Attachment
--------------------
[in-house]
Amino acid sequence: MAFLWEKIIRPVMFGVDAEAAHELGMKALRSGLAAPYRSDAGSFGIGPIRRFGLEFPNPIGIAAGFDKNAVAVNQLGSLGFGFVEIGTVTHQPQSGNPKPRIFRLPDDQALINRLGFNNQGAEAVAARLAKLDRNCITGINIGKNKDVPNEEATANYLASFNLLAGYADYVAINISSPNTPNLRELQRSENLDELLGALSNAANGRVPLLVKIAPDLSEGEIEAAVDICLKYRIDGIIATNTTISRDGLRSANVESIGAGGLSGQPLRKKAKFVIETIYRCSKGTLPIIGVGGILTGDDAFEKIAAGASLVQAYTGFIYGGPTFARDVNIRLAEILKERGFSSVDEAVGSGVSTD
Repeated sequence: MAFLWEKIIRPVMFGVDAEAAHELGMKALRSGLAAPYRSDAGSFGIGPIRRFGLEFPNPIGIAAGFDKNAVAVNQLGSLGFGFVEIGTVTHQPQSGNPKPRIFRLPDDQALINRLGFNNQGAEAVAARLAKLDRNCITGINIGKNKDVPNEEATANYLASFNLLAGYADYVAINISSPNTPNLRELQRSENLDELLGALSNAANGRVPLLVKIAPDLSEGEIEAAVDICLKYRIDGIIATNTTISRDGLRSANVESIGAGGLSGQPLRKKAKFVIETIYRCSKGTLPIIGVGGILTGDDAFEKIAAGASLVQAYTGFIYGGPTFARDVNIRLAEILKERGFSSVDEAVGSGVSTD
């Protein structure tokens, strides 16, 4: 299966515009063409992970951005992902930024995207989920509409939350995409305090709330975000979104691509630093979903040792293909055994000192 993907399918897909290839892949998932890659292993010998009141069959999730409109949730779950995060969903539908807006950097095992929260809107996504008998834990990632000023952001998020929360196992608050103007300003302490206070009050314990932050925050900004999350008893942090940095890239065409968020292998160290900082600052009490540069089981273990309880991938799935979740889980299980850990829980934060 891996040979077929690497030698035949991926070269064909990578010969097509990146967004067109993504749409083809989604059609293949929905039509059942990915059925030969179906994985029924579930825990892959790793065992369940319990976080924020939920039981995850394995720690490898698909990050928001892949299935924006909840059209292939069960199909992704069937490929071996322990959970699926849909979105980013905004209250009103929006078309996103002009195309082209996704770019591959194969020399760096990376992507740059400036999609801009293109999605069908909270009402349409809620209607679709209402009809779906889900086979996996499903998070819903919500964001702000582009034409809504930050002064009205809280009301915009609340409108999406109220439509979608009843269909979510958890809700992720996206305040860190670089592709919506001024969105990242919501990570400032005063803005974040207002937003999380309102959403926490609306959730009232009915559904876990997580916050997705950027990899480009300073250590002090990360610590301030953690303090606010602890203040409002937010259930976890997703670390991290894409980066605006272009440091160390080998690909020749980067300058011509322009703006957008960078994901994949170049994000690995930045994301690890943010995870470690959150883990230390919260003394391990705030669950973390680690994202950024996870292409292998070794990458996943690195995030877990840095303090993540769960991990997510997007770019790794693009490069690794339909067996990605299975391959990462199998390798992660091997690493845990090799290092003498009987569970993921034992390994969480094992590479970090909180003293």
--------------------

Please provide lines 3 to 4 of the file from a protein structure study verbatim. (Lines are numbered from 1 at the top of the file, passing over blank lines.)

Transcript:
Repeated sequence: MAFLWEKIIRPVMFGVDAEAAHELGMKALRSGLAAPYRSDAGSFGIGPIRRFGLEFPNPIGIAAGFDKNAVAVNQLGSLGFGFVEIGTVTHQPQSGNPKPRIFRLPDDQALINRLGFNNQGAEAVAARLAKLDRNCITGINIGKNKDVPNEEATANYLASFNLLAGYADYVAINISSPNTPNLRELQRSENLDELLGALSNAANGRVPLLVKIAPDLSEGEIEAAVDICLKYRIDGIIATNTTISRDGLRSANVESIGAGGLSGQPLRKKAKFVIETIYRCSKGTLPIIGVGGILTGDDAFEKIAAGASLVQAYTGFIYGGPTFARDVNIRLAEILKERGFSSVDEAVGSGVSTD
């Protein structure tokens, strides 16, 4: 299966515009063409992970951005992902930024995207989920509409939350995409305090709330975000979104691509630093979903040792293909055994000192 993907399918897909290839892949998932890659292993010998009141069959999730409109949730779950995060969903539908807006950097095992929260809107996504008998834990990632000023952001998020929360196992608050103007300003302490206070009050314990932050925050900004999350008893942090940095890239065409968020292998160290900082600052009490540069089981273990309880991938799935979740889980299980850990829980934060 891996040979077929690497030698035949991926070269064909990578010969097509990146967004067109993504749409083809989604059609293949929905039509059942990915059925030969179906994985029924579930825990892959790793065992369940319990976080924020939920039981995850394995720690490898698909990050928001892949299935924006909840059209292939069960199909992704069937490929071996322990959970699926849909979105980013905004209250009103929006078309996103002009195309082209996704770019591959194969020399760096990376992507740059400036999609801009293109999605069908909270009402349409809620209607679709209402009809779906889900086979996996499903998070819903919500964001702000582009034409809504930050002064009205809280009301915009609340409108999406109220439509979608009843269909979510958890809700992720996206305040860190670089592709919506001024969105990242919501990570400032005063803005974040207002937003999380309102959403926490609306959730009232009915559904876990997580916050997705950027990899480009300073250590002090990360610590301030953690303090606010602890203040409002937010259930976890997703670390991290894409980066605006272009440091160390080998690909020749980067300058011509322009703006957008960078994901994949170049994000690995930045994301690890943010995870470690959150883990230390919260003394391990705030669950973390680690994202950024996870292409292998070794990458996943690195995030877990840095303090993540769960991990997510997007770019790794693009490069690794339909067996990605299975391959990462199998390798992660091997690493845990090799290092003498009987569970993921034992390994969480094992590479970090909180003293």